At the behest of Comey and McCabe, FBI agents then met to decide how to handle Flynn. A handwritten note by Bill Preistap, head of FBI counter-intelligence, was later unearthed that said: “I believe we should rethink this. What is our goal? Truth/admission or to get him to lie, so we can prosecute him or get him fired?” To Priestap’s credit, he hoped the FBI would work with the DOJ. But it chose the latter course.
Strzok excitedly e-mailed the “good news” to his lover, Page. “Razor still open,” he wrote, using Flynn’s FBI code name, “Crossfire Razor.” Despite the futility of the original investigation, the FBI had not yet closed the case.
The entrapment of Flynn
Comey’s deputy, Andrew McCabe, invited Flynn for a fact-finding session at the White House on January 24. Flynn accepted. As Attorney General Sally Yates reported, Comey did not seek the required approval for this meeting from White House Counsel. Nor did he inform the DOJ.
Strzok was the inquisitor. Less has been written about the other agent, Joe Pientka, who took notes. Earlier, in August 2016, Pientka had been sent to interview both Trump and Flynn and has since admitted that “he used the occasion as an opportunity to study Flynn’s behavior and mannerisms” in case the FBI needed it.
On January 24, 2017, the two agents met with Flynn at the White House and worked into the conversation one of several phone calls he had received from former Russian Ambassador Sergey Kislyak in late December. The FBI had recorded those calls right after Obama placed heavy sanctions on Russia for having meddled in the US election.
The fix is in
Strzok asked Flynn whether sanctions on Russia had been discussed during that December 29, 2016 phone conversation with Kislyak. Flynn said his recollections of the call were hazy, but he didn’t think they were. This was, in fact, true. What he discussed with Kislyak was the anticipated removal of diplomats from each other’s embassies, which was not part of Obama’s executive order. According to the transcript of the call, Flynn said:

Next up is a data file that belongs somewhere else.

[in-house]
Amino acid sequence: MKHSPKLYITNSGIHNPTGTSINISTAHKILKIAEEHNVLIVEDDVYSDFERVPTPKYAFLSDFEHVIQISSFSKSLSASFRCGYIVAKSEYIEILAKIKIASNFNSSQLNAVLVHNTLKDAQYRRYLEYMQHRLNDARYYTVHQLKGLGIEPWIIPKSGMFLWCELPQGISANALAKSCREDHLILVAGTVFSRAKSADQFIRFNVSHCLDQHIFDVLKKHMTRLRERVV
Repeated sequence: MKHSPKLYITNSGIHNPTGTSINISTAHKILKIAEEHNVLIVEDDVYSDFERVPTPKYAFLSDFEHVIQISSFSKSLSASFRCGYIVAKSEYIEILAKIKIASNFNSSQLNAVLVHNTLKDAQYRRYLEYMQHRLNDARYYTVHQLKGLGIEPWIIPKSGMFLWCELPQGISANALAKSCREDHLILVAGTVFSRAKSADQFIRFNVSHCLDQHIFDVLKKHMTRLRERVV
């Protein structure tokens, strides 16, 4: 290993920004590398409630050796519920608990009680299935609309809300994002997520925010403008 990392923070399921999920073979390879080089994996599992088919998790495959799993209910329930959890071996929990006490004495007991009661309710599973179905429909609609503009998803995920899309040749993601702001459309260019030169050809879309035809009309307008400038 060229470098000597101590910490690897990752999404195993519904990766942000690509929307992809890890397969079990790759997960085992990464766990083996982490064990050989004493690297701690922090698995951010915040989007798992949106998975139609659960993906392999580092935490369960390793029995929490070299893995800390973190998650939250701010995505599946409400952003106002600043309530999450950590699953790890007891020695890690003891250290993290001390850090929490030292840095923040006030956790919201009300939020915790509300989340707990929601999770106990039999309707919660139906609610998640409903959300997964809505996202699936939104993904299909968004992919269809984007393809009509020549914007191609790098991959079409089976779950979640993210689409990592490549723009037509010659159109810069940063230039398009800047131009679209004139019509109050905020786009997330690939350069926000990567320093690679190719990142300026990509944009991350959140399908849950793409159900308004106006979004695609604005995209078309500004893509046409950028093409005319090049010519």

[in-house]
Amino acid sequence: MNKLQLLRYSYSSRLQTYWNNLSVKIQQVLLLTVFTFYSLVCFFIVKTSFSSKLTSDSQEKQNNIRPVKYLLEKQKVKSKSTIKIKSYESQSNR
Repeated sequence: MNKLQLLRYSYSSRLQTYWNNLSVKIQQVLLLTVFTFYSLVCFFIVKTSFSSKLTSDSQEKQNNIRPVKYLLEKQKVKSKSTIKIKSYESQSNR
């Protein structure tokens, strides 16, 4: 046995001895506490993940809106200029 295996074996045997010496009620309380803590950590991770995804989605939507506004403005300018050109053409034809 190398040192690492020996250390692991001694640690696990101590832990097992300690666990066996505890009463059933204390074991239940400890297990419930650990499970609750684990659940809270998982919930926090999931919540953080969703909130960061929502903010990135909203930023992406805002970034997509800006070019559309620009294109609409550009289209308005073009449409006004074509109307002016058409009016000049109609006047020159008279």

I really don’t want us to get into a situation where we’re going, you know, where we do this and then you do something bigger, and then, you know, everybody’s got to go back and forth and everybody’s got to be the tough guy here, you know? … We need cool heads to prevail, and, uh, we need to be very steady about what we’re going to do because we have absolutely a common, uh, threat in the Middle East right now.
“We agree,” Kislyak responded. Russia did not retaliate. But as Flynn neither confirmed nor denied discussing “sanctions,” the FBI trap snapped shut around him.
In the brief Flynn later filed to withdraw his guilty plea, he explained that over the course of his many years in the military he learned never to divulge sensitive or classified information to anyone but his immediate supervisor. That, of course, was President Trump, not Peter Strzok.
The agents, who had studied Flynn’s body language during the interview, reported that they did not believe Flynn was consciously lying.
Also significant was the “suspiciously irregular handling and editing” of Pientka’s notes on the required FD-302 form. The original notes from the meeting are missing. On February 10, 2017, Strzok told Page he was editing Pientka’s 302 form to the point where he was “trying not to completely re-write” it. On February 14, Page, who also edited Pientka’s notes, texted Strzok: “Is Andy [McCabe] any good with the 302?”
In short, the heavily redacted and manipulated 302 is hearsay.